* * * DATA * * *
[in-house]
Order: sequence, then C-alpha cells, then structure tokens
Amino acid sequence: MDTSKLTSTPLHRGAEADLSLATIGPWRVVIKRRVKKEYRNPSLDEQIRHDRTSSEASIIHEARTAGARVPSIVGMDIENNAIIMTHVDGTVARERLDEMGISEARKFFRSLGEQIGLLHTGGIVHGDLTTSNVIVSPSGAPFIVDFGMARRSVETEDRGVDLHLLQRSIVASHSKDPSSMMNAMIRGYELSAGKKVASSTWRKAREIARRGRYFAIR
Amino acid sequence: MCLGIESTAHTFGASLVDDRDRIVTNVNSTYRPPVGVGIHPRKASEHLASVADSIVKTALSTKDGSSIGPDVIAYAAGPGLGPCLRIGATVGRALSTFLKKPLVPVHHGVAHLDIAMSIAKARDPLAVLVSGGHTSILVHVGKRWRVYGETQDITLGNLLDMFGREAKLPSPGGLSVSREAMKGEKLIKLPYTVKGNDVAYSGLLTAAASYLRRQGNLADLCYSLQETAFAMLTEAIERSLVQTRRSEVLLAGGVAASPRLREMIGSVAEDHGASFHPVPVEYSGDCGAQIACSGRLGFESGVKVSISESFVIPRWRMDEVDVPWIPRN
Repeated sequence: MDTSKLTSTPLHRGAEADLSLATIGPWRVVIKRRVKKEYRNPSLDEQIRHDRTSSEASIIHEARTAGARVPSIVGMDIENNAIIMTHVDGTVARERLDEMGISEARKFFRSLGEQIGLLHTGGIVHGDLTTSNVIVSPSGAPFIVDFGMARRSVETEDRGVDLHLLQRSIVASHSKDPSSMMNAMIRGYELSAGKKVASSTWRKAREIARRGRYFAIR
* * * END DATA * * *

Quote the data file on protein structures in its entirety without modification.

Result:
[in-house]
Order: sequence, then C-alpha cells, then structure tokens
Amino acid sequence: MDTSKLTSTPLHRGAEADLSLATIGPWRVVIKRRVKKEYRNPSLDEQIRHDRTSSEASIIHEARTAGARVPSIVGMDIENNAIIMTHVDGTVARERLDEMGISEARKFFRSLGEQIGLLHTGGIVHGDLTTSNVIVSPSGAPFIVDFGMARRSVETEDRGVDLHLLQRSIVASHSKDPSSMMNAMIRGYELSAGKKVASSTWRKAREIARRGRYFAIR
Amino acid sequence: MCLGIESTAHTFGASLVDDRDRIVTNVNSTYRPPVGVGIHPRKASEHLASVADSIVKTALSTKDGSSIGPDVIAYAAGPGLGPCLRIGATVGRALSTFLKKPLVPVHHGVAHLDIAMSIAKARDPLAVLVSGGHTSILVHVGKRWRVYGETQDITLGNLLDMFGREAKLPSPGGLSVSREAMKGEKLIKLPYTVKGNDVAYSGLLTAAASYLRRQGNLADLCYSLQETAFAMLTEAIERSLVQTRRSEVLLAGGVAASPRLREMIGSVAEDHGASFHPVPVEYSGDCGAQIACSGRLGFESGVKVSISESFVIPRWRMDEVDVPWIPRN
Repeated sequence: MDTSKLTSTPLHRGAEADLSLATIGPWRVVIKRRVKKEYRNPSLDEQIRHDRTSSEASIIHEARTAGARVPSIVGMDIENNAIIMTHVDGTVARERLDEMGISEARKFFRSLGEQIGLLHTGGIVHGDLTTSNVIVSPSGAPFIVDFGMARRSVETEDRGVDLHLLQRSIVASHSKDPSSMMNAMIRGYELSAGKKVASSTWRKAREIARRGRYFAIR